All the usual array of mothers and bored dignitaries turned out to look at our island’s most recent offspring. Yes, ladies and gentlemen, to our eyes they looked so much like children. You could almost believe they were of human stock! The camera sees differently. Does it capture their true forms? I think it does.
The more pictures I take of you all, the more clearly I see you for what you are. Phantasms and nightmares. I have not yet managed to photograph myself. Am I the same as you? Am I the one true person here? Sometimes it feels like that. Do you know what you really are, beneath the surface? Or do you think you are real? People of Hopeless, look upon the beautiful babies, and know the horror of your own nature!
Now that the undead are no longer under foot, work on the bridge has leapt forward. We have two floating units built and ready for attachment to the onshore base. A third is in construction and an air of excited optimism surrounds the project.
An astonishing sight greeted the folk working on our bridge this Tuesday. Arriving at first light, we found work had already begun, but not on our construction. Clods of earth were flying through the air as excavation continued on the wrecked boat. Our own boys had given up when it became obvious that the ship might collapse. However, the workers on Tuesday morning knew no such fears.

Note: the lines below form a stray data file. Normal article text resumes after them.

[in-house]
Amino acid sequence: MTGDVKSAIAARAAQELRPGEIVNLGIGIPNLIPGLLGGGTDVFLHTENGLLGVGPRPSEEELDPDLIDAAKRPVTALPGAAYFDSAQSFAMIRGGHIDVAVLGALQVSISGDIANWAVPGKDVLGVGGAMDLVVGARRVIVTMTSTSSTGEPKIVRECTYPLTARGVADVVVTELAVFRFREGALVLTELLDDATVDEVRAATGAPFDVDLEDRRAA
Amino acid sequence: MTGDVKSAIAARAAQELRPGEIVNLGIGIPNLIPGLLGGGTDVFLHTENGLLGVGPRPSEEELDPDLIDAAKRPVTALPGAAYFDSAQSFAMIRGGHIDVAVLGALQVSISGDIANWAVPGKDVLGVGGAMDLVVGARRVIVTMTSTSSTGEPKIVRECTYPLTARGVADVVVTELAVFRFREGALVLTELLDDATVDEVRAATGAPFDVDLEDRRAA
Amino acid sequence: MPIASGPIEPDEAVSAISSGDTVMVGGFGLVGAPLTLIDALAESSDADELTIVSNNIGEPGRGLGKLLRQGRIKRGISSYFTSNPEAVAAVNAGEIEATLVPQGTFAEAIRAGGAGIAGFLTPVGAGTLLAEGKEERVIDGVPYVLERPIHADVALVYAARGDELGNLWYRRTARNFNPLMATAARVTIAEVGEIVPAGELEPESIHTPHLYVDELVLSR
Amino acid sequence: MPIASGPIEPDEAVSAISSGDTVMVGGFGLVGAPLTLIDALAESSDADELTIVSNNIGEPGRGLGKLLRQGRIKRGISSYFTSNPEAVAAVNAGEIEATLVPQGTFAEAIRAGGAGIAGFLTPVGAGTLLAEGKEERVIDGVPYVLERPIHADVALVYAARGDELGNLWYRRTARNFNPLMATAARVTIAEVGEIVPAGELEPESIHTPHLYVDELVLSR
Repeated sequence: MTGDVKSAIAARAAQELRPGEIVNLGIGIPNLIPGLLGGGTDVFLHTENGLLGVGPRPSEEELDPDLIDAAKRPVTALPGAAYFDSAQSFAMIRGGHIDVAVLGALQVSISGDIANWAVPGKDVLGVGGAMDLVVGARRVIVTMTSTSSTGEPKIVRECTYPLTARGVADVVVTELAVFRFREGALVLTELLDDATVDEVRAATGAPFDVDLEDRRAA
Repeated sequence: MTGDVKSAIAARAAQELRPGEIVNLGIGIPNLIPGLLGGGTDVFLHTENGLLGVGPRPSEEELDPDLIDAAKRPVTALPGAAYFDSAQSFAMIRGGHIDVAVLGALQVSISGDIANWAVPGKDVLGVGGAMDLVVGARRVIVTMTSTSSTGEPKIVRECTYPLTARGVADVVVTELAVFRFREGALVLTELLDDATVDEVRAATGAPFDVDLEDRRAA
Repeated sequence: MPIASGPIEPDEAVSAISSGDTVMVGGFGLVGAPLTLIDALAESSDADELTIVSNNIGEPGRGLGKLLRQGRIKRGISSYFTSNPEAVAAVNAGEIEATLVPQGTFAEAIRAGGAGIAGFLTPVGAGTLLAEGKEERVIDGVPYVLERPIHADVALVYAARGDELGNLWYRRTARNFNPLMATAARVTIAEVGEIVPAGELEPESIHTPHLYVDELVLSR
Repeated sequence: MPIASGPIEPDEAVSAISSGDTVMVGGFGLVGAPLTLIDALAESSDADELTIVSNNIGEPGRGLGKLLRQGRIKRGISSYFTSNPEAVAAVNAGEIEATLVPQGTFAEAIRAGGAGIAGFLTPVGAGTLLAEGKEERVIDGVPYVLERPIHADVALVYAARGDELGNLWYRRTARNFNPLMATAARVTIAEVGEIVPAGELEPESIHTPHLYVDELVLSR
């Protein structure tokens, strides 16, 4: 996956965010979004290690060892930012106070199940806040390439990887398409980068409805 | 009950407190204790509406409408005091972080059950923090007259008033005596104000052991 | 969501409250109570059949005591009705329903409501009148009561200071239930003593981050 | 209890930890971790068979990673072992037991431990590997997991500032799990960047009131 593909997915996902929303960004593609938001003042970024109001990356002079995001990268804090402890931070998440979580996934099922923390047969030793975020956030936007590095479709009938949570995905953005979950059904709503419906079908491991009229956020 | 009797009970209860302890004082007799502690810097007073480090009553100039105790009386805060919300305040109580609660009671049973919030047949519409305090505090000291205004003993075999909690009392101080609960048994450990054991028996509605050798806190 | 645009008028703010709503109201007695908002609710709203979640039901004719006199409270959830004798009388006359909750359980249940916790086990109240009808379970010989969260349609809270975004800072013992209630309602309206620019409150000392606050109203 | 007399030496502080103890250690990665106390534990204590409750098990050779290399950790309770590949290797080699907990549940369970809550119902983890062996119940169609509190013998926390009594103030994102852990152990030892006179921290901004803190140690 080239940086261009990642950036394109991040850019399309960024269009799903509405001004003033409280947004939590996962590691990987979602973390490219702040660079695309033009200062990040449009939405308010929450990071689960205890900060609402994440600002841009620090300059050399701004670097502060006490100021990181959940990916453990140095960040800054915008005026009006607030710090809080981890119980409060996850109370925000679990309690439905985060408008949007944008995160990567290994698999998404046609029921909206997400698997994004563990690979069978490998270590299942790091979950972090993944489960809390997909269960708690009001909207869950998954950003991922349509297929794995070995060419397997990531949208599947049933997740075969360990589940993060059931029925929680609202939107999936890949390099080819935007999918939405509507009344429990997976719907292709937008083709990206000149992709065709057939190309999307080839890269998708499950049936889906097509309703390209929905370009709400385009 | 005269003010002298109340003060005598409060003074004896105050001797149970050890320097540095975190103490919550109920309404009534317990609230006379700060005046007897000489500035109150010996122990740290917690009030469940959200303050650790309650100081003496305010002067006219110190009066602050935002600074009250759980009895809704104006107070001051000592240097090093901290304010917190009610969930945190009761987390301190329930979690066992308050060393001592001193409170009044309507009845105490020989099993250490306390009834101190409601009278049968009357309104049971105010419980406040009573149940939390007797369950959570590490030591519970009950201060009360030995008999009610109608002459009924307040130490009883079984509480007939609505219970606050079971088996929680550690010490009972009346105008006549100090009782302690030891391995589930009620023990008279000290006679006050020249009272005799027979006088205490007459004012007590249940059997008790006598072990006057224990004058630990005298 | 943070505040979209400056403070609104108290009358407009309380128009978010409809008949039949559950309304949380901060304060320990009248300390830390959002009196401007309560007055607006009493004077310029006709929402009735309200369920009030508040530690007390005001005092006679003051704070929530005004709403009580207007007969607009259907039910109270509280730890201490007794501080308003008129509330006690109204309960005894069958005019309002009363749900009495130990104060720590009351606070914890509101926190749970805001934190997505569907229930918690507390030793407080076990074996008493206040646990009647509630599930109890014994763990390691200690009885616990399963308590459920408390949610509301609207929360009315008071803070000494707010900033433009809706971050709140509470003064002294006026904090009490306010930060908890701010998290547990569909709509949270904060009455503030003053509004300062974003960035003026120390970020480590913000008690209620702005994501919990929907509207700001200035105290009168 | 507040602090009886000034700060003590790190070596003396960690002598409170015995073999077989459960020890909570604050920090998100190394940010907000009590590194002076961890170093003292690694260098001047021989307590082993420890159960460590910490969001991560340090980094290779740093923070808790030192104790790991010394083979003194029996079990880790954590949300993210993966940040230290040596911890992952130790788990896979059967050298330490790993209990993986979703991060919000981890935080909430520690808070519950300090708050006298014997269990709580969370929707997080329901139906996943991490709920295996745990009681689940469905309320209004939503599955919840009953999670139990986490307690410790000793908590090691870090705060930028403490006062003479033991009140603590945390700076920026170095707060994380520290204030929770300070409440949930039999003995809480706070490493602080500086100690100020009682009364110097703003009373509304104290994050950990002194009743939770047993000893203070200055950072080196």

We stood at a safe distance, watching in surprise as a dozen or more skeletal figures exhumed the boat. It was an eerie sight. They had clothed themselves strangely, although for what purpose I cannot imagine. Do those mobile remains feel the cold as we do? I can hardly believe it is so. They have no need for modesty either.
Work on the bridge is yet again delayed. No one, myself included, feels able to continue while that unnatural crew labours silently nearby. I wonder if the ship was theirs in distant times? What little of it remains is far from sound. Will there be more dead to release? As ever, we must be vigilant.
In the last week, there have been three separate sightings of the missing O’Stoats. Archibald Buckets claims to have seen them in the graveyard. Serendipity and Felicitations Jones both report seeing the pair walking at twilight on Hunger Hill. Jed Grimes tells me he woke in the night and saw Durosimi O’Stoat stood beneath his window, staring up at him.
Are these ghosts? Hauntings seem to be on the increase, so this is a possibility. Are they alive and in hiding? The weather has made any serious searching impossible. Given the horrific fate of their son Drustan, these two are not to be trusted, and if you see them, do not approach them on your own. They are very likely dangerous. Hopefully in time we will have opportunity to see justice served to this unnatural pair.
The evening was crisp with an unusually clear sky, which may be why we had one of the best 12th Night turnouts for many years. Torches and masks made a dramatic show as we paraded around the town centre, and the traditional dance was a great success. I know there are some who want to modernise the event with lively tunes, but the traditional, mournful dances and slow airs have a certain majesty that suits the dark time of the year.
It’s a sales extravaganza at Millet’s Fabric Store this week. Two gloves for the price of one! Recycled handkerchiefs at half price! By two shrouds, get a third for free! Experienced tailoring for all your needs. Stop by and see what we have on offer.